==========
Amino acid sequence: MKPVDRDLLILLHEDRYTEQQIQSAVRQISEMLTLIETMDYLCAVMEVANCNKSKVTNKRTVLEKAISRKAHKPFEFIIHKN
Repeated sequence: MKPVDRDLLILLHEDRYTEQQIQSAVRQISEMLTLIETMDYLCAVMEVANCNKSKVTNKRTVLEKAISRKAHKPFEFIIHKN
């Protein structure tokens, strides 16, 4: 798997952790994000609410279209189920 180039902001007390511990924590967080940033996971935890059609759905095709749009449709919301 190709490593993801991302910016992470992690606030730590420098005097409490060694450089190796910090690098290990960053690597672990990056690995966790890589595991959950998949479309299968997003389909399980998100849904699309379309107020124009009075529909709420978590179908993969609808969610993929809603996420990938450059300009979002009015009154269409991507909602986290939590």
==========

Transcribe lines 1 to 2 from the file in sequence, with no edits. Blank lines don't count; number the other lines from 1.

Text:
Amino acid sequence: MKPVDRDLLILLHEDRYTEQQIQSAVRQISEMLTLIETMDYLCAVMEVANCNKSKVTNKRTVLEKAISRKAHKPFEFIIHKN
Repeated sequence: MKPVDRDLLILLHEDRYTEQQIQSAVRQISEMLTLIETMDYLCAVMEVANCNKSKVTNKRTVLEKAISRKAHKPFEFIIHKN